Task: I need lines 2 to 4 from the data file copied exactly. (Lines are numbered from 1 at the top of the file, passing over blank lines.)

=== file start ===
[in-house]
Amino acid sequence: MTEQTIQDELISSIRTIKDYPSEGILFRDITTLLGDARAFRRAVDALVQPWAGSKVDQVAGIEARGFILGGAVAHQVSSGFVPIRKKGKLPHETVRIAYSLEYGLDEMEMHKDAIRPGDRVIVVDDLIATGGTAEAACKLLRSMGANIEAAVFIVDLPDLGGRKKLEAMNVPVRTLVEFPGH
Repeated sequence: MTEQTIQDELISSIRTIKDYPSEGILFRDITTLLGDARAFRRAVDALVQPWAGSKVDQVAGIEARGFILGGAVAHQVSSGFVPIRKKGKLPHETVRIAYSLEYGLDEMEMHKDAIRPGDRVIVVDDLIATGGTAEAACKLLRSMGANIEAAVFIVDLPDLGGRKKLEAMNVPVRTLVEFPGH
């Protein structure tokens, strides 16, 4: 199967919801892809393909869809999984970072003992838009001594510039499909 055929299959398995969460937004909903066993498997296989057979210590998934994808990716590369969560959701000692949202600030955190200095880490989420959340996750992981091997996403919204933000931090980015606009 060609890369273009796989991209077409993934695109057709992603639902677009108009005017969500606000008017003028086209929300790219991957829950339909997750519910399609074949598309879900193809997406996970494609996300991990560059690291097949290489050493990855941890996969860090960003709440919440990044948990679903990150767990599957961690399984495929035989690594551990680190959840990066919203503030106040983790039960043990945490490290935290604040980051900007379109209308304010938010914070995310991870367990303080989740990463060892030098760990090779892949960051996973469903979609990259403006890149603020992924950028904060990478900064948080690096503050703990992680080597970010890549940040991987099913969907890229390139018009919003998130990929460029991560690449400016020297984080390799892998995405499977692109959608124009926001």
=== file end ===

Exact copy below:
Amino acid sequence: MTEQTIQDELISSIRTIKDYPSEGILFRDITTLLGDARAFRRAVDALVQPWAGSKVDQVAGIEARGFILGGAVAHQVSSGFVPIRKKGKLPHETVRIAYSLEYGLDEMEMHKDAIRPGDRVIVVDDLIATGGTAEAACKLLRSMGANIEAAVFIVDLPDLGGRKKLEAMNVPVRTLVEFPGH
Repeated sequence: MTEQTIQDELISSIRTIKDYPSEGILFRDITTLLGDARAFRRAVDALVQPWAGSKVDQVAGIEARGFILGGAVAHQVSSGFVPIRKKGKLPHETVRIAYSLEYGLDEMEMHKDAIRPGDRVIVVDDLIATGGTAEAACKLLRSMGANIEAAVFIVDLPDLGGRKKLEAMNVPVRTLVEFPGH
């Protein structure tokens, strides 16, 4: 199967919801892809393909869809999984970072003992838009001594510039499909 055929299959398995969460937004909903066993498997296989057979210590998934994808990716590369969560959701000692949202600030955190200095880490989420959340996750992981091997996403919204933000931090980015606009 060609890369273009796989991209077409993934695109057709992603639902677009108009005017969500606000008017003028086209929300790219991957829950339909997750519910399609074949598309879900193809997406996970494609996300991990560059690291097949290489050493990855941890996969860090960003709440919440990044948990679903990150767990599957961690399984495929035989690594551990680190959840990066919203503030106040983790039960043990945490490290935290604040980051900007379109209308304010938010914070995310991870367990303080989740990463060892030098760990090779892949960051996973469903979609990259403006890149603020992924950028904060990478900064948080690096503050703990992680080597970010890549940040991987099913969907890229390139018009919003998130990929460029991560690449400016020297984080390799892998995405499977692109959608124009926001």